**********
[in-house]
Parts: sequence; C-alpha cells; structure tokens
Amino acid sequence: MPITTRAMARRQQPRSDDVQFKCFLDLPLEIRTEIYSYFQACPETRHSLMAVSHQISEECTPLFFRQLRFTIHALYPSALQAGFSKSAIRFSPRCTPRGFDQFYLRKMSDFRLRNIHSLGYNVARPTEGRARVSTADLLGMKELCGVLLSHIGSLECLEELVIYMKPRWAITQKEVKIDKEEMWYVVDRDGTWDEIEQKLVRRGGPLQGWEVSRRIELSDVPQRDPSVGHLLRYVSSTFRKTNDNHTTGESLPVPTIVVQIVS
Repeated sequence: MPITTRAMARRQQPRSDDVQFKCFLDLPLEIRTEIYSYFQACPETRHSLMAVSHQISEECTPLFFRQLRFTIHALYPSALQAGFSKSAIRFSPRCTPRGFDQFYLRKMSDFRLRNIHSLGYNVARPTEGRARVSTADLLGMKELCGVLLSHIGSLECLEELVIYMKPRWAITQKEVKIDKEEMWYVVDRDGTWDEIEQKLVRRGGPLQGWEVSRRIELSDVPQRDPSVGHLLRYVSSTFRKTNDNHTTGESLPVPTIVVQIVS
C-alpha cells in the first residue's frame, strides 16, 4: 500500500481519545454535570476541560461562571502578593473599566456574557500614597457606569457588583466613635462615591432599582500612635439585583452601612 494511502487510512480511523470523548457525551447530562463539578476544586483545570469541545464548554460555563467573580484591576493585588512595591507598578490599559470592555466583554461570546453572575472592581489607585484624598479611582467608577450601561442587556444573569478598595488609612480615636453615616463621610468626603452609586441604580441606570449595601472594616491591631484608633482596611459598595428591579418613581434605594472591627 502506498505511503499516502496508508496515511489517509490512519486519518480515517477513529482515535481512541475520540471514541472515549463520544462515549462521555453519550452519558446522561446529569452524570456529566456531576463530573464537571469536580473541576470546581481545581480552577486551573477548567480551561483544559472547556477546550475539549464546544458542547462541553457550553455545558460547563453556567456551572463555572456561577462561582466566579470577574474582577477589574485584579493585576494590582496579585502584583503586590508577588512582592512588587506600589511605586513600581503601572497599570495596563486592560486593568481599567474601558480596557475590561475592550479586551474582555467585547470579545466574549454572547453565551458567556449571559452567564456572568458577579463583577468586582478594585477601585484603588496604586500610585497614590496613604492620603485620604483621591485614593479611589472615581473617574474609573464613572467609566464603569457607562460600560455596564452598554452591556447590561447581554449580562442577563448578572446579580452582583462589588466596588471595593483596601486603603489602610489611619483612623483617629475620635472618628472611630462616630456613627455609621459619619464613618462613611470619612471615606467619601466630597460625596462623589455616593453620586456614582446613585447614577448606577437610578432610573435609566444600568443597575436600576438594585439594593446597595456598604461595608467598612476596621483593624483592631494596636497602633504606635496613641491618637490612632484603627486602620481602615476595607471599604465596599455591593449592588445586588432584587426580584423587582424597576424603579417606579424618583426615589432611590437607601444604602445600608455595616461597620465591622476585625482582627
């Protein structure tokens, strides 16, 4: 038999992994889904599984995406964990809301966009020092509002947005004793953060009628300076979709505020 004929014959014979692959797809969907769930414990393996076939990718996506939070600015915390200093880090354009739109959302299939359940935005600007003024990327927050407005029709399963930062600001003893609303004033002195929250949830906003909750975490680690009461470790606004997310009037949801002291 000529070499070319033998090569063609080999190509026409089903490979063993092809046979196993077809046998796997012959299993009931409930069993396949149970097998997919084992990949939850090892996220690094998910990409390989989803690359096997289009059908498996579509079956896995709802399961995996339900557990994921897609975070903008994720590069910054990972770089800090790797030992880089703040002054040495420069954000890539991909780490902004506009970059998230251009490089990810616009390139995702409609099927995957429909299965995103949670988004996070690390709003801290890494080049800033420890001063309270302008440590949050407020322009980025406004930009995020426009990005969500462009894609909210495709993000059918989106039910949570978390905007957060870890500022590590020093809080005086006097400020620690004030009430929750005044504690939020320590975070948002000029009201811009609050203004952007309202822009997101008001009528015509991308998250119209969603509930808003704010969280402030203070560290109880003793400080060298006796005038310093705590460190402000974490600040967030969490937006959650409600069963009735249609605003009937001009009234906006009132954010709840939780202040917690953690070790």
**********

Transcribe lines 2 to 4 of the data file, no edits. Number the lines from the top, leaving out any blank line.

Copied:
Parts: sequence; C-alpha cells; structure tokens
Amino acid sequence: MPITTRAMARRQQPRSDDVQFKCFLDLPLEIRTEIYSYFQACPETRHSLMAVSHQISEECTPLFFRQLRFTIHALYPSALQAGFSKSAIRFSPRCTPRGFDQFYLRKMSDFRLRNIHSLGYNVARPTEGRARVSTADLLGMKELCGVLLSHIGSLECLEELVIYMKPRWAITQKEVKIDKEEMWYVVDRDGTWDEIEQKLVRRGGPLQGWEVSRRIELSDVPQRDPSVGHLLRYVSSTFRKTNDNHTTGESLPVPTIVVQIVS
Repeated sequence: MPITTRAMARRQQPRSDDVQFKCFLDLPLEIRTEIYSYFQACPETRHSLMAVSHQISEECTPLFFRQLRFTIHALYPSALQAGFSKSAIRFSPRCTPRGFDQFYLRKMSDFRLRNIHSLGYNVARPTEGRARVSTADLLGMKELCGVLLSHIGSLECLEELVIYMKPRWAITQKEVKIDKEEMWYVVDRDGTWDEIEQKLVRRGGPLQGWEVSRRIELSDVPQRDPSVGHLLRYVSSTFRKTNDNHTTGESLPVPTIVVQIVS